Coconut deaths – The greatest danger on a desert island
For all those who on deciding to go to a desert island ask me questions like: What if a snake gets into my bed?…What if a shark bites my leg?…or the best of all….What should I do if I come face to face with a tiger? And my answer is always:
What you do have to be careful of are the coconuts!
“You’re joking” is what you may be thinking. NO, I say as tigers don’t live on desert islands – A great relief for all, I’m sure – nor are sharks to be seen in these beautiful waters – least of all those which attack humans – nor do snakes go anyway near people – it’s us who have to go looking for them -. But, yes, there are coconuts and they make their presence known throughout the day with a resounding thud as they hit the floor. These are the Falling Coconut Deaths – Coconut Falling on Head!!
A green coconut, full grown and with its shell, still on the palm tree, can weigh up to two kilos (41/2 lbs.) because it’s full of water. If you take into account that palm trees can grow as high as 30 metres (98 feet) which is about the height of an 8 storey building, the speed with which a coconut falls reaches around 85 km/hr (53 mph). This means that the force of the coconut as it hits the ground is equivalent in weight to a ton. Or, looking at it a different way, if it did fall, this fruit so highly valued by castaways, would have the same effect as a Austin Mini falling from about a foot and a half above your head.
There are no reliable records on this subject but it is estimated that every year about 150 people die as a direct cause of this. This number isn’t as high as it could be if it is taken into account that there are millions of people living amongst palm trees but, take note, it’s still ten times higher than the number of people who die each year from shark attacks!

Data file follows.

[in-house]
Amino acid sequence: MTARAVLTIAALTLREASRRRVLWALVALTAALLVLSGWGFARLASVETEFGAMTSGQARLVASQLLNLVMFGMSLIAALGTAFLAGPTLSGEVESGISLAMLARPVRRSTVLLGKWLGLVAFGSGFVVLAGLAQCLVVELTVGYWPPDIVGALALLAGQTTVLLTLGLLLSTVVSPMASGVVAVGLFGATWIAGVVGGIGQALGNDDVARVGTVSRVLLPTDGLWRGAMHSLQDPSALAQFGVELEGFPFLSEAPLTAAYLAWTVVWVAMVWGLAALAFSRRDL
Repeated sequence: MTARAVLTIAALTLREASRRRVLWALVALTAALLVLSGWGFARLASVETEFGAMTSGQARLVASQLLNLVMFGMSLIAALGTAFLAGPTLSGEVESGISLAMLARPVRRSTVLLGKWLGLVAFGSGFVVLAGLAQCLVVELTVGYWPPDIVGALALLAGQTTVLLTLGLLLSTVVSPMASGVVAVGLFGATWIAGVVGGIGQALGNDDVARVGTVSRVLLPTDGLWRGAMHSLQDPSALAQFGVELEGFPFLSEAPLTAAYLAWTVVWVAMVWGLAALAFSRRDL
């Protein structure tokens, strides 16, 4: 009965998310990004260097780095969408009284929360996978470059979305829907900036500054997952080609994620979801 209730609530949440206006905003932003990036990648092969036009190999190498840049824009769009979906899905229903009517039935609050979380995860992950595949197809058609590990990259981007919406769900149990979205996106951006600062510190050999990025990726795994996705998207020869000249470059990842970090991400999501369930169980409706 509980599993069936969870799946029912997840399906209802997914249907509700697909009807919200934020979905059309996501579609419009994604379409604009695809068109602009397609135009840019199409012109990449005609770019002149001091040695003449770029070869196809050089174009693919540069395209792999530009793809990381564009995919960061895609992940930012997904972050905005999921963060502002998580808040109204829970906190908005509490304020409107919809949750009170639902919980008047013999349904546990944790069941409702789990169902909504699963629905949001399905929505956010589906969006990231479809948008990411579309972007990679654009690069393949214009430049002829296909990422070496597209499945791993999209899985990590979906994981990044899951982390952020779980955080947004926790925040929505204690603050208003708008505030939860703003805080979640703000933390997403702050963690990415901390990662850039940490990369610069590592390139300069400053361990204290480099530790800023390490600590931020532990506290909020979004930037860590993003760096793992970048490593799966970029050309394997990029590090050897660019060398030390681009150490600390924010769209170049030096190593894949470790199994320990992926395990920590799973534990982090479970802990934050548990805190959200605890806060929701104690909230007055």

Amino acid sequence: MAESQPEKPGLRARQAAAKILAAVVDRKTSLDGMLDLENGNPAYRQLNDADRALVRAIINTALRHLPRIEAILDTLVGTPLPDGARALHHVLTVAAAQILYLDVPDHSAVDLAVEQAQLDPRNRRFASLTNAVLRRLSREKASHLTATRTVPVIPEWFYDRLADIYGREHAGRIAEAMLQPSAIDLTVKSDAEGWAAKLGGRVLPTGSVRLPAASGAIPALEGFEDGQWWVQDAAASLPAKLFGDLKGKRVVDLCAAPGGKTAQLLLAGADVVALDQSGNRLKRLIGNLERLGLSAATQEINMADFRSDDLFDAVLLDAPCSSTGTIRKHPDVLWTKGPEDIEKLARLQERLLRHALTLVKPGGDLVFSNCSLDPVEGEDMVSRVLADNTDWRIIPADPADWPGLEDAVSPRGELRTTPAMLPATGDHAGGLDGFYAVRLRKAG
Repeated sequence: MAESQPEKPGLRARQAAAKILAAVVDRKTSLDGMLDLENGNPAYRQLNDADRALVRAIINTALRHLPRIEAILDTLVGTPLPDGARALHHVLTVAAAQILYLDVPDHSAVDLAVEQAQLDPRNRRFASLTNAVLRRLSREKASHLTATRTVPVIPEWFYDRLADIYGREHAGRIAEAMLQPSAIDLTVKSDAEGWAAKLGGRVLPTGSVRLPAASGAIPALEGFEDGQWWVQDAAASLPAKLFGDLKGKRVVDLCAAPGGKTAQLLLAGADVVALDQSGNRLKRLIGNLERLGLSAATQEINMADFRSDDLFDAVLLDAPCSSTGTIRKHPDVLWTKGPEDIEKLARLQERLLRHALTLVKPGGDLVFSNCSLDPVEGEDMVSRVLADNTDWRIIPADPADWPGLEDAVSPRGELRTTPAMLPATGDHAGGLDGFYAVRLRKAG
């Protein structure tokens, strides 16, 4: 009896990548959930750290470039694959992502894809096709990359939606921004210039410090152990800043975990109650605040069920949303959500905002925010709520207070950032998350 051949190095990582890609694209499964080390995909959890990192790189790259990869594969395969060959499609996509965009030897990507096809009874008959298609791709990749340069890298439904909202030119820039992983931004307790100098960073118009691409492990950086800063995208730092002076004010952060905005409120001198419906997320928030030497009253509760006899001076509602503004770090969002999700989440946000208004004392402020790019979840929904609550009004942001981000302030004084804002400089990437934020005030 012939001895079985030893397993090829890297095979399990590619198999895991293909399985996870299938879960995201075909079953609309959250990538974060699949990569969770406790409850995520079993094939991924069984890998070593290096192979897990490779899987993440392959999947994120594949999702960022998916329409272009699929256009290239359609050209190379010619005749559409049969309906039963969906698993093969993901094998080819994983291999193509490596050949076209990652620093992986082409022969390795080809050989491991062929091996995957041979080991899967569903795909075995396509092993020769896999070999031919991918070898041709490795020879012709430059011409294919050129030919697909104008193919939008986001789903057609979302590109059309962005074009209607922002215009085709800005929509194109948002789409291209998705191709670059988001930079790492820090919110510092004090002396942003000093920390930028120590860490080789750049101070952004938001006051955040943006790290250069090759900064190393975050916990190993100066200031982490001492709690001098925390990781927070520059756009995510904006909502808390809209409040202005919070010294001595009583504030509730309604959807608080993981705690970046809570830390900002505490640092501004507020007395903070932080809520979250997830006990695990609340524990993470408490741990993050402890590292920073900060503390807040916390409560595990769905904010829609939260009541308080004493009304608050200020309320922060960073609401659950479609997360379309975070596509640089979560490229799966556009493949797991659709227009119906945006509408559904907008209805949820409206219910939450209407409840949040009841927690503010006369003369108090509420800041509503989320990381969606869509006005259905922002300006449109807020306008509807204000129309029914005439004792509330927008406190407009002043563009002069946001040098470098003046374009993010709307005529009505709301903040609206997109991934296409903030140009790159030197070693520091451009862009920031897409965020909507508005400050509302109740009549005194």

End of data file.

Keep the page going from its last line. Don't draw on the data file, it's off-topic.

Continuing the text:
The majority of the people whose deaths were caused by falling coconuts were having a nap under the coconut palm, a ‘siesta’ from which they never awoke. Of all the different types of accidents from coconut palms, the worst one is if you are caught lying down which is to say that it’s much better to be standing up when the coconut does a K.O. If it catches you on the head when you’re lying down it’s mortally dangerous because the head is in direct contact with the floor so the ‘braking distance’ on impact is zero. The best advice to follow is that if you’re going to get in the way of a falling coconut, make sure you’re standing up!
It may seem a bit of an obsession, but when I’m walking around a desert island I can’t help but look out of the corner of my eye at the tallest palm trees so I can avoid being in ‘target range’. This means that as I walk along the beach I may look a bit ridiculous or even ‘tipsy’ as I work my way along with zigzag movements. The main palm tree in the following photo would be, without doubt, the perfect place to zigzag, I would even consider going into the sea to avoid an ‘accident’…
But I wouldn’t ask you to follow my example because the threat isn’t really so real. What is certain, though, is that on uncountable occasions I have seen coconuts fall too close for comfort, and you can hear their peculiar ‘thud’ on the video of the monkey. Be careful, as there are islands like the one in the following photo where walking along the beach can be ‘risky’ and it could even be advisable to ‘swim’ round the island. The reason, obviously, is that as the statistics say, the chances of being hit by a coconut are ten times greater than being ‘bit’ by a shark!!
Now you tell me: Have you lived to tell the tale of being hit on the head by a coconut? Do you zigzag when walking on a desert island, or have you a better way of protecting yourself? Leave your comments below and we’ll talk about it!
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